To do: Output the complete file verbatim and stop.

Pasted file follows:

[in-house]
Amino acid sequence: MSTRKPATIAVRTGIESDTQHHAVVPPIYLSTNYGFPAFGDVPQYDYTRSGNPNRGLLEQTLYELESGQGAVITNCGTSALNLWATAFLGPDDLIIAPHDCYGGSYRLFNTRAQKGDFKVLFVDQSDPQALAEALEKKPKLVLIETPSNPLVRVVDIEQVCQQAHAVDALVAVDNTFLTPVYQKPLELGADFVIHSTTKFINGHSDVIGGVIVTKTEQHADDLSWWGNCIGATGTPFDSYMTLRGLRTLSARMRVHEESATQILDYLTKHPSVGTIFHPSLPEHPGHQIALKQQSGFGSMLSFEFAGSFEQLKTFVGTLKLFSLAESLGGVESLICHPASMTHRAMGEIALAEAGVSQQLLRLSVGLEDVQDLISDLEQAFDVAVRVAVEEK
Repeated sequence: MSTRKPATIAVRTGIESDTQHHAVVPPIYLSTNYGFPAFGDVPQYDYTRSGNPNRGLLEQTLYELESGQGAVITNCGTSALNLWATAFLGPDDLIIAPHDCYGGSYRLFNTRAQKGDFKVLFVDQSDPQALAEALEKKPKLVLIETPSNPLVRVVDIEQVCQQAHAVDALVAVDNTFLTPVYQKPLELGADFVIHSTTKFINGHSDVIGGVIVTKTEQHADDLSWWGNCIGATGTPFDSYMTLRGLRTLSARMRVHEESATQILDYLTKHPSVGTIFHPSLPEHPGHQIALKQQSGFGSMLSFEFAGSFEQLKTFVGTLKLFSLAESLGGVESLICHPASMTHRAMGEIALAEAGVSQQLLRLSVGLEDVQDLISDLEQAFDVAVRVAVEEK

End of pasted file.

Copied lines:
[in-house]
Amino acid sequence: MSTRKPATIAVRTGIESDTQHHAVVPPIYLSTNYGFPAFGDVPQYDYTRSGNPNRGLLEQTLYELESGQGAVITNCGTSALNLWATAFLGPDDLIIAPHDCYGGSYRLFNTRAQKGDFKVLFVDQSDPQALAEALEKKPKLVLIETPSNPLVRVVDIEQVCQQAHAVDALVAVDNTFLTPVYQKPLELGADFVIHSTTKFINGHSDVIGGVIVTKTEQHADDLSWWGNCIGATGTPFDSYMTLRGLRTLSARMRVHEESATQILDYLTKHPSVGTIFHPSLPEHPGHQIALKQQSGFGSMLSFEFAGSFEQLKTFVGTLKLFSLAESLGGVESLICHPASMTHRAMGEIALAEAGVSQQLLRLSVGLEDVQDLISDLEQAFDVAVRVAVEEK
Repeated sequence: MSTRKPATIAVRTGIESDTQHHAVVPPIYLSTNYGFPAFGDVPQYDYTRSGNPNRGLLEQTLYELESGQGAVITNCGTSALNLWATAFLGPDDLIIAPHDCYGGSYRLFNTRAQKGDFKVLFVDQSDPQALAEALEKKPKLVLIETPSNPLVRVVDIEQVCQQAHAVDALVAVDNTFLTPVYQKPLELGADFVIHSTTKFINGHSDVIGGVIVTKTEQHADDLSWWGNCIGATGTPFDSYMTLRGLRTLSARMRVHEESATQILDYLTKHPSVGTIFHPSLPEHPGHQIALKQQSGFGSMLSFEFAGSFEQLKTFVGTLKLFSLAESLGGVESLICHPASMTHRAMGEIALAEAGVSQQLLRLSVGLEDVQDLISDLEQAFDVAVRVAVEEK